How many white Christmases will there be in 50 years?
Category: Best data-driven reporting (small and large newsrooms)
Organisation size: Small
Publication date: 24/12/2019
Credit: Jens Finnäs, Clara Guibourg
How many white Christmases will there be in 50 years? With climate change and fewer days with sub-zero temperatures, large parts of Sweden look set to have barely any snow at all. Using observed and modelled climate data we were able to show readers what winters look like where they live – today and in the future.
Take Stockholm, for instance: The Swedish capital currently has about one and a half months of snow every winter. In 50 years, scientists predict it will have only between four and 15 days, depending on how quickly the world acts on climate change.
Climate change is the issue of our times, but it can be difficult to report on it in a way that engages audiences. That’s why we wanted to focus not on abstract temperature anomalies, but instead the very tangible effects these are having on people’s everyday lives. Using granular climate data we were able to show our audience how things look in their local area, describing a change in snow days that they can already see starting to happen – and revealing future changes, which in many cases are quite dramatic.
Everything was done using publicly available data on current and future snow depth, from the Swedish Meteorological and Hydrological Institute (SMHI), which we joined together to produce new insights.
This was published as a national version by Aftonbladet (the largest Swedish tabloid) and on our site. The story was also distributed to and published by local newsrooms across the country through our Newsworthy subscription service in 290 local versions (one for each municipality). The local newsrooms were free to use the findings and visualisations.
For us this is one of the most important impacts of this project: producing original data journalism in a small team, and then sharing it with local newsrooms around the country, enabling them to make use of data in a way they otherwise could not have done.
The bulk of the data analysis and visualisation was done using R. The actual climate projections and forecasts about future chances of snow we were able to pick up from the meteorological institute.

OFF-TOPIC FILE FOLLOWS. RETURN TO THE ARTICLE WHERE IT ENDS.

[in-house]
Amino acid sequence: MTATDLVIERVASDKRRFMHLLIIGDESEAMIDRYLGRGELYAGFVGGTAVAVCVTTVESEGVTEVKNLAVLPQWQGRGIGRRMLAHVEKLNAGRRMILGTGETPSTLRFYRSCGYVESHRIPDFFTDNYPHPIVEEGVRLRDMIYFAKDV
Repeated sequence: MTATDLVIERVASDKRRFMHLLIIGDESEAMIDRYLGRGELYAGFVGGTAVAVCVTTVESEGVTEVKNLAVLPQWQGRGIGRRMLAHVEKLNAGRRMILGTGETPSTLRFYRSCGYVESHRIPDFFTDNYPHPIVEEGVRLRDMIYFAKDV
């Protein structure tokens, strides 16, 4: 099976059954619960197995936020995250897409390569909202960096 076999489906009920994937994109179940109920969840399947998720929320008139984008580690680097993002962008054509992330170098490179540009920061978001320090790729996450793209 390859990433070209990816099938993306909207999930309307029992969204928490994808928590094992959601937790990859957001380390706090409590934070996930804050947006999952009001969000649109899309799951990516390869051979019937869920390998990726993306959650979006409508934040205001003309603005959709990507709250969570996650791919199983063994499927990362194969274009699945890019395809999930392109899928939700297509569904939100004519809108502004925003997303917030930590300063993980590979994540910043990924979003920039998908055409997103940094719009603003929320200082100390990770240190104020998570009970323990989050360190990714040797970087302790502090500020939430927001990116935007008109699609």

We depended on QGIS for some geospatial analysis, such as mapping towns to their nearest weather station with snow depth data. It was a challenge to combine historical data about snow depths tied to specific weather stations with climate projections that are much more granular. We had to determine what specific coordinates the best represent a certain municipality (which is not always obvious in a spacious country like Sweden).
To produce local versions of the story we used an homemade “robot writer” that generates text from data. This is a Node.js based interface that allows us to write dynamic articles with programmatic logic.
What was the hardest part of this project?
One of the hardest parts was not necessarily data-related, but a broader editorial point: Thinking about how to communicate climate change in an engaging way as well as how to communicate the uncertainty in projected data and the definition of future pathways to readers. Should we emphasize the worst case scenarios or the more modest ones?
Climate forecasts are often presented in a rather abstract manner. We wanted to make them as tangible as possible: Will there be snow in my home town in the future?
Another challenge was the fact that Newsworthy is no larger than a two-man band. We don’t have the editorial muscles of a large, established newsroom. All research, analysis, text and chart generation and distribution was done by Clara Guibourg and Jens Finnäs.
What can others learn from this project?
The project serves as an excellent case of how a small team of data journalism experts can reach and empower local reporters at scale. All the data used for the story was public, but not necessarily accessible for ordinary reporters. We had to scrape APIs and parse geospatial data files to get the numbers that, in the end, were rather straightforward to understand.
It also serves as a starting point for a broader conversation about how we can produce data journalism on climate change which actually engages people.
From a more technical standpoint, we could also use this project to introduce topics like mapping in R, or doing geospatial analysis in QGIS, including things like matrices and points-in-polygon analysis.